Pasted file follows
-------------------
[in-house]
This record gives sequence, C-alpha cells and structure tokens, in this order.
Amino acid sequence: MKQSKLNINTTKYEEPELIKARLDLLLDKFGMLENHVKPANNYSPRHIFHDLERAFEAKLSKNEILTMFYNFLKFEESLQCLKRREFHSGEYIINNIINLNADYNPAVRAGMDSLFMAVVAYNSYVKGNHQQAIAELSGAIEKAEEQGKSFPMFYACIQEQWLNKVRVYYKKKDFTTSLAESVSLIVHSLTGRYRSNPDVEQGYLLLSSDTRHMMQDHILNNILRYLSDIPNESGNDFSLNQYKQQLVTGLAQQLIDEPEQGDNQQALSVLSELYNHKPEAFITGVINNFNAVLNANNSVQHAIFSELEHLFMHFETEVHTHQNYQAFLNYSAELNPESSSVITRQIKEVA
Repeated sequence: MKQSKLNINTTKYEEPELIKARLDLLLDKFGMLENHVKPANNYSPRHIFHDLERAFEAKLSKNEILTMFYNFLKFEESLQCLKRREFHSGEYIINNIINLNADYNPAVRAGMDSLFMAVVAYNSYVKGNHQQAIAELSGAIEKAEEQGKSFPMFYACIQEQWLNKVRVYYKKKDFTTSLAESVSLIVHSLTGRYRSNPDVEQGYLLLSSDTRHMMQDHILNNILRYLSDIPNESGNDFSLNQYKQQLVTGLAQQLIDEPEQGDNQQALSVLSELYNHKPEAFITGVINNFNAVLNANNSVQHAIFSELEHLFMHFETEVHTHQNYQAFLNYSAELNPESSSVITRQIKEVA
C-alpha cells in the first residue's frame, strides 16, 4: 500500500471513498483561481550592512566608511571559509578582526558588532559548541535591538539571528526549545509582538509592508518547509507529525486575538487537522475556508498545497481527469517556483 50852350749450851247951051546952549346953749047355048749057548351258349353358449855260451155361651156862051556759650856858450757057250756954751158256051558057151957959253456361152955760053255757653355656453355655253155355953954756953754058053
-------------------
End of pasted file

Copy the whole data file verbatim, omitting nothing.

[in-house]
This record gives sequence, C-alpha cells and structure tokens, in this order.
Amino acid sequence: MKQSKLNINTTKYEEPELIKARLDLLLDKFGMLENHVKPANNYSPRHIFHDLERAFEAKLSKNEILTMFYNFLKFEESLQCLKRREFHSGEYIINNIINLNADYNPAVRAGMDSLFMAVVAYNSYVKGNHQQAIAELSGAIEKAEEQGKSFPMFYACIQEQWLNKVRVYYKKKDFTTSLAESVSLIVHSLTGRYRSNPDVEQGYLLLSSDTRHMMQDHILNNILRYLSDIPNESGNDFSLNQYKQQLVTGLAQQLIDEPEQGDNQQALSVLSELYNHKPEAFITGVINNFNAVLNANNSVQHAIFSELEHLFMHFETEVHTHQNYQAFLNYSAELNPESSSVITRQIKEVA
Repeated sequence: MKQSKLNINTTKYEEPELIKARLDLLLDKFGMLENHVKPANNYSPRHIFHDLERAFEAKLSKNEILTMFYNFLKFEESLQCLKRREFHSGEYIINNIINLNADYNPAVRAGMDSLFMAVVAYNSYVKGNHQQAIAELSGAIEKAEEQGKSFPMFYACIQEQWLNKVRVYYKKKDFTTSLAESVSLIVHSLTGRYRSNPDVEQGYLLLSSDTRHMMQDHILNNILRYLSDIPNESGNDFSLNQYKQQLVTGLAQQLIDEPEQGDNQQALSVLSELYNHKPEAFITGVINNFNAVLNANNSVQHAIFSELEHLFMHFETEVHTHQNYQAFLNYSAELNPESSSVITRQIKEVA
C-alpha cells in the first residue's frame, strides 16, 4: 500500500471513498483561481550592512566608511571559509578582526558588532559548541535591538539571528526549545509582538509592508518547509507529525486575538487537522475556508498545497481527469517556483 50852350749450851247951051546952549346953749047355048749057548351258349353358449855260451155361651156862051556759650856858450757057250756954751158256051558057151957959253456361152955760053255757653355656453355655253155355953954756953754058053